Does the quality of your writing matter? It looks like it does. When I asked “Does a writer’s grammar, punctuation, or usage errors damage that writer’s credibility in your eyes?”, an amazing 100% of respondents said “yes” in response to the survey on my blog and in my newsletter.
Specifically, they gave the following answers to my multiple-choice question.
0% No, I don’t notice errors
0% No, I don’t care
26% Yes, but I forgive small mistakes, especially in social media posts
74% Yes, they damage the writer’s credibility
I imagine that my readers are more critical than the general population. Still, these numbers should make all of us, including me, pay closer attention to how we write.
Respondent comments on bad writing
As one respondent commented, “Having your reading disrupted by a misspelled word or badly written sentence is like having air suddenly let out of a balloon. It makes me question the writer as well as the content.” Another reader said, “it reflects poorly on the writer and shows lack of attention to detail.” On a similar note, one person wrote, “There’s always that nagging feeling: if they didn’t care enough to proofread this, where else are they cutting corners? I try to be charitable because I too make mistakes, but it really bugs me.”
In their comments, readers showed some tolerance for mistakes. Here’s one example, “To me, it shows the writer is not detailed enough to review their input before hitting “go” – drives me crazy. That being said, I hit the wrong key often when texting and sometimes miss it before sending, so I have a small tolerance for those sort of errors.”
Believe it or not, despite my weekly “Mistake Monday” feature on the Investment Writing Facebook page, I fall into the 26% of people who tolerate small mistakes, especially in social media.
The worst mistakes?
The second question in my survey asked, “What is the worst mistake that writers make? Why is this mistake bad?”
Popular answers included spelling mistakes, mistakenly using “it’s” as the possessive form of “it,” and failing to proofread.
Here are more answers to my question about the worst mistakes:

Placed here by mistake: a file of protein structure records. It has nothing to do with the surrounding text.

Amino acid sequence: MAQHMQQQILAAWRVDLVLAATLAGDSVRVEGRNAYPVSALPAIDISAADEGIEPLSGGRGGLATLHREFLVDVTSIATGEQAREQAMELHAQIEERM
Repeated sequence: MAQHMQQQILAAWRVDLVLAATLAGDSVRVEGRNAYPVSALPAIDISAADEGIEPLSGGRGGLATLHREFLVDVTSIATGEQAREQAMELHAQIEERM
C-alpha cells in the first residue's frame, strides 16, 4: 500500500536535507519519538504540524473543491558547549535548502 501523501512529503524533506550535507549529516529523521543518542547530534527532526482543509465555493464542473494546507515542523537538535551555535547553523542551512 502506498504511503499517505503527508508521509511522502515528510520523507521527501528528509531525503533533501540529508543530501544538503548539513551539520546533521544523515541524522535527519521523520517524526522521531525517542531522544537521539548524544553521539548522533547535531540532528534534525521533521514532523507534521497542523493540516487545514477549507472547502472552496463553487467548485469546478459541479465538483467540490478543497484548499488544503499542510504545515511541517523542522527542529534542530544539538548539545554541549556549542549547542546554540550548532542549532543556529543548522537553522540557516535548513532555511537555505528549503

“It’s a toss-up between thinking they are texting and using texting acronyms and overloading their writing with technical jargon.”
“Writing with very little thought and planning… poor sequencing of ideas, incomplete sentences, stream of consciousness, no clear call to action. When that’s the output, why bother?”
“Since I read almost no fiction–in my job, I don’t have to because what I see and hear no writer could make up–I confine my comment to non-fiction. Embedding numbers inside paragraphs abuses most readers because it asks them to ‘see’ relationships between and among numbers that can be shown much more easily with charts and graphs.”
“Using too many words. I want to get the point, learn the lesson without reading useless words.”
Dave Spaulding on writing mistakes
I’m not the only person raising these questions in the world of investment management. You can read Dave Spaulding’s “Should GIPS verifiers correct grammar? Spelling?”
When Dave sees mistakes, he recommends changes. In his blog post, he says, “On occasion, I’ve discussed this with our clients, and in every case the client has been very clear that they welcome my comments. Most want their materials to be as correct in all respects as possible.” That’s good news.
March 13, 2017 update: The original version of this post linked to my original survey. I updated the post to focus on the survey results, which I’d published in my monthly e-newsletter (click to subscribe).